The suggestions of a lack of enthusiasm for the Papal trip were echoed by Professor Hans Kong in a recent interview with The Times.
Professor Kling, who will be in Toronto during the Papal
visit, receiving an honorary degree, was banned from working as a Catholic theologian in December 1979.
He noted in the interview that "the (Catholic) bishops were worried that not enough people would go to the Mass at Lucerne".
He went on: "And so I heard that they made a special point of inviting foreign workers in the country, all the Italians and others who they think will be a little more enthusiastic about the Pope than the Swiss". Professor Kung went on in the interview to ask for real progress to be made in the field of ecumenical relations in areas such as intercommunion.
In mentioning the foreign workers in Switzerland, Professor Kiing was highlighting a very real problem for the bishops. The traditional image of stabilty and ecomomic prosperity of Switzerland has attracted many foreign workers into the country. especially from Italy. Many of these immigrants are Catholics, and the conditions in which they are forced to live has lead the Catholic bishops to come to their defence.
In particular the Catholic Worker Movement, as well as several Protestant groups, has criticised laws restricting the freedom of foreign workers as a denial of basic human rights. The workers' stay is limited to nine months, but their families may only remain with them for three months at a time, upto a maximum of six months each year. The Catholic Worker Movement has, so far unsuccessfully, petitioned the Swiss Government to alter the laws to allow families to stay together. The Pope will meet members of the expatriate communities on June 16 at Tribachen Park.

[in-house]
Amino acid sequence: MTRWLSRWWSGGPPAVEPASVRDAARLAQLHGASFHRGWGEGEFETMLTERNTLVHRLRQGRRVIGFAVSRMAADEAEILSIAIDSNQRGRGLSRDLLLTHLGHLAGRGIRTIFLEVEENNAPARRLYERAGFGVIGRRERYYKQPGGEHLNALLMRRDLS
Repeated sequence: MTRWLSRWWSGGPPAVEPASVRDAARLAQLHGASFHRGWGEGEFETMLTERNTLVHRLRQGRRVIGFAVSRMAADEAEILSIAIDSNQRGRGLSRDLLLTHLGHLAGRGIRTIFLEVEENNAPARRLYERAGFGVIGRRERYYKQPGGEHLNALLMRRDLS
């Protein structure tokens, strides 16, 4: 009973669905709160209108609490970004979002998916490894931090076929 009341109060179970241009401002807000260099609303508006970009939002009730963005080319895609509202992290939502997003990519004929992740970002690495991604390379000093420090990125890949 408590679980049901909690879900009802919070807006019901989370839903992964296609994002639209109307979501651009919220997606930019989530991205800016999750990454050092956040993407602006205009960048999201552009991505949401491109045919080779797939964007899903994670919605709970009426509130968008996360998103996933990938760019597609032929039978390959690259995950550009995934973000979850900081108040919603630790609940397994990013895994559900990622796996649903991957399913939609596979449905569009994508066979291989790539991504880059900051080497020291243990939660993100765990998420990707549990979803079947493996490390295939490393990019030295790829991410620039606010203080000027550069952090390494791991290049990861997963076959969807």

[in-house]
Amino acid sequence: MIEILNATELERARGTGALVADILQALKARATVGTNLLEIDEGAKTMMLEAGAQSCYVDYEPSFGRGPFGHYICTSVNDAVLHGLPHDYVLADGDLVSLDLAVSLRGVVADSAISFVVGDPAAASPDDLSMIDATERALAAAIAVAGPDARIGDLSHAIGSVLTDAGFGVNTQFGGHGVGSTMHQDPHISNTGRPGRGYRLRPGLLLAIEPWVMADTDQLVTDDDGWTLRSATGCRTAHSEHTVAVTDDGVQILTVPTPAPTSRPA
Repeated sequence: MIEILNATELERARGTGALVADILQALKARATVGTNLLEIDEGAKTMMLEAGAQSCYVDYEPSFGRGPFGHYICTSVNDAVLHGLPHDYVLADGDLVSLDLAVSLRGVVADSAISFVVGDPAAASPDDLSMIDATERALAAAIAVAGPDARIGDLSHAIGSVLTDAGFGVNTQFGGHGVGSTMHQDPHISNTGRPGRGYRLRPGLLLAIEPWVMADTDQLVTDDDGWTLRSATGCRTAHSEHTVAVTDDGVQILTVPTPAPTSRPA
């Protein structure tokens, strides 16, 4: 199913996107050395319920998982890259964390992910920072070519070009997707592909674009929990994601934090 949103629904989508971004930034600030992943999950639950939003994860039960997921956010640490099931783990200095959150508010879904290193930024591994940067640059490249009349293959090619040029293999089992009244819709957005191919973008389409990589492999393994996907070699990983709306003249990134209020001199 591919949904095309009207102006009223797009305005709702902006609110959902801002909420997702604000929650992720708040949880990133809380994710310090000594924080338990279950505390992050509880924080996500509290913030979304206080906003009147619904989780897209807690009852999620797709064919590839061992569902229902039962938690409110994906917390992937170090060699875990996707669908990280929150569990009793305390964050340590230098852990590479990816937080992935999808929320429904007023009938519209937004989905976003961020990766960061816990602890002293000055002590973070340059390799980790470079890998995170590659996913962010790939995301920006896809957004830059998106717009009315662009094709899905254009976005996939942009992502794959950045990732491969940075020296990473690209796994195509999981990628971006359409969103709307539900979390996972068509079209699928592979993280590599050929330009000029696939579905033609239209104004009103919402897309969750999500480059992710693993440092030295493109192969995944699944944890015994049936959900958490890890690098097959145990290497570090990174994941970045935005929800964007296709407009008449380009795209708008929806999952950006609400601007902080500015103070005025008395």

Switzerland is a profoundly conservative country in every sense. This is reflected within the Catholic church. A group known as the Old Cathols, founded in 1874, continues to function in Switzerland. They accept many Catholic ideas, but their split came after Vatican I when they rejected the notion of papal infallibility. Not surprisingly, no plans have been made for them to meet the Pope.
However, another group for whom Vatican II proved an even greater trial has asked unsuccessfully to meet the Pope.
The Priestly Society of St Pius X, led by Archbishop Marcel Lefebvre, is based at Econe just a few miles from Sion where the Pope plans to ordain priests on June 17.
The Society rejected the teachings of Vatican II and continued to ordain priests as Econe. Archbishop Lefebvre, who has condemned ecumenicism as "heresy", was suspended a divinis from exercising his priestly functions in 1976.
The coexistence of the ecumenical WCC and the traditionalist Society of St Pius X emphasises the contrasts found in Switzerland. The tension with the Protestant churches adds to the delicacy of the Pope's task in Switzerland.
The visit will be marked by few major developments in ecumenical relations, but the various meetings of the Pope with different religious groups will undoubtedly smooth the way to more fruitful discussions in the future, and perhaps to some, at least, of the changes that Professor Ming would like to see.